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Kamias, iba, tree sorrel, cucumber tree, or Averrhoa bilimbi

Kamias or Averrhoa bilimbi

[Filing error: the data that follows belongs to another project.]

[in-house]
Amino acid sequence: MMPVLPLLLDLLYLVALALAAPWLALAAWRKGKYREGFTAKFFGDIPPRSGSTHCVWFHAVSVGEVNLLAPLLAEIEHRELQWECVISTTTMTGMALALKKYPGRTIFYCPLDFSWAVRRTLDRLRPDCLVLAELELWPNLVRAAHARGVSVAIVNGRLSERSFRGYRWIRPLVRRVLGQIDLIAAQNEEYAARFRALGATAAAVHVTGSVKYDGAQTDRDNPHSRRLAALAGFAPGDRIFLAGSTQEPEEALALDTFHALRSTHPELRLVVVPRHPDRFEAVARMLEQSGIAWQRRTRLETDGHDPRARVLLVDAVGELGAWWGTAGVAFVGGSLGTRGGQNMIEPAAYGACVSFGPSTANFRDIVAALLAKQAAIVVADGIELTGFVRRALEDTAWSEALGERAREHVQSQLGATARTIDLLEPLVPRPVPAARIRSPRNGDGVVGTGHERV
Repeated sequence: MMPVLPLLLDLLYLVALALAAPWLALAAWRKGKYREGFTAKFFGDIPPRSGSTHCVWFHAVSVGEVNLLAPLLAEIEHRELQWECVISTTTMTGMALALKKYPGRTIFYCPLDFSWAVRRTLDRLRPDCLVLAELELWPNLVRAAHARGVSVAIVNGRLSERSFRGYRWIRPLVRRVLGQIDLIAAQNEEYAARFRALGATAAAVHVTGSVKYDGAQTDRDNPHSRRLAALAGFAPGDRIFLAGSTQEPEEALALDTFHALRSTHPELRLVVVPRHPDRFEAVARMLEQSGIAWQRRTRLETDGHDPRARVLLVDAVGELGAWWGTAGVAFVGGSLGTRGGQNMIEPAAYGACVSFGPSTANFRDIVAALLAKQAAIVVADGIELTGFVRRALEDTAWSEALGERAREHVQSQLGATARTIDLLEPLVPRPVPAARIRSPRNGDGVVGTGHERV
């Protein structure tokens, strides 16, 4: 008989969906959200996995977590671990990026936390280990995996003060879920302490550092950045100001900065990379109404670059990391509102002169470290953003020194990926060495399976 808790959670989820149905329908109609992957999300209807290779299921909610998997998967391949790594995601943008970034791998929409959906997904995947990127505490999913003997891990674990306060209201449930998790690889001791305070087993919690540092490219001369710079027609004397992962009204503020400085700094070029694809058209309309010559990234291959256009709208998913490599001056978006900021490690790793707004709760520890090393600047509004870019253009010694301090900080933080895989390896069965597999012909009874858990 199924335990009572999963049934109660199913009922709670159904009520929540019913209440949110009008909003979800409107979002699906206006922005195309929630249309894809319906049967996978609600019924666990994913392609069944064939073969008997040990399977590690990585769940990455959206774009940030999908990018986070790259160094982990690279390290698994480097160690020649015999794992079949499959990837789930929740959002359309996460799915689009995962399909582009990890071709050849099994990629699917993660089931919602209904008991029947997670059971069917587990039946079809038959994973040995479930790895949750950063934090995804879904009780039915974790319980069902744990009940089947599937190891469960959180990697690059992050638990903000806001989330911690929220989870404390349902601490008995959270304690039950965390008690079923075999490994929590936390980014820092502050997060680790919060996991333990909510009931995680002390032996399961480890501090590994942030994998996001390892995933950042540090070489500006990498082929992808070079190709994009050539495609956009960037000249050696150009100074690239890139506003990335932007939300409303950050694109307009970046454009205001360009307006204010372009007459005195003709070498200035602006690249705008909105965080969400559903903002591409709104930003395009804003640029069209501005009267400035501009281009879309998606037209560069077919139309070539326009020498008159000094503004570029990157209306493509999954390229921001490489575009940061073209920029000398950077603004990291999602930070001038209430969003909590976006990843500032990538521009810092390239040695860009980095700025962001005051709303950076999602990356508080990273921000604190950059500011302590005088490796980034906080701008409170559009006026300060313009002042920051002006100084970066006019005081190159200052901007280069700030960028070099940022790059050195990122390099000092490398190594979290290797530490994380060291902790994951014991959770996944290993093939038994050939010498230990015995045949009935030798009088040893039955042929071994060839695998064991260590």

Whenever I see a bunch of plump kamias fruits (it is a close relative of the star fruit and is also known as iba, tree sorrel, cucumber tree, or Averrhoa bilimbi) hanging on the branches of a kamias tree, several things happen all at once. My salivary glands start working on overtime and my mouth pucker up thinking of the intense and almost astringent sourness, a slight sheen of perspiration starts forming on my forehead, and I start to involuntarily approach it while making furtive glances from side to side to see if anybody is watching. The fruit can be simply dipped in a little bit of sea salt and eaten as is, or sun-dried and used in local dishes such as sinaing na tulingan and paksiw na isda. On a more geeky note, the intense sourness of the kamias is due to the oxalic acid content of the fruit. A fair bit of warning, ingesting too much oxalic acid causes problems with calcium absorption (for certain calcium sources) and also forms calcium oxalates in the body and while most are eliminated via various ways normally, consumption of food rich in oxalic acid may be contraindicated for individuals with high susceptibility for kidney stones. Interestingly, there are a lot of other vegetables out there that are high in oxalic acid (some might even surprise you), so cut the poor kamias some slack will you?

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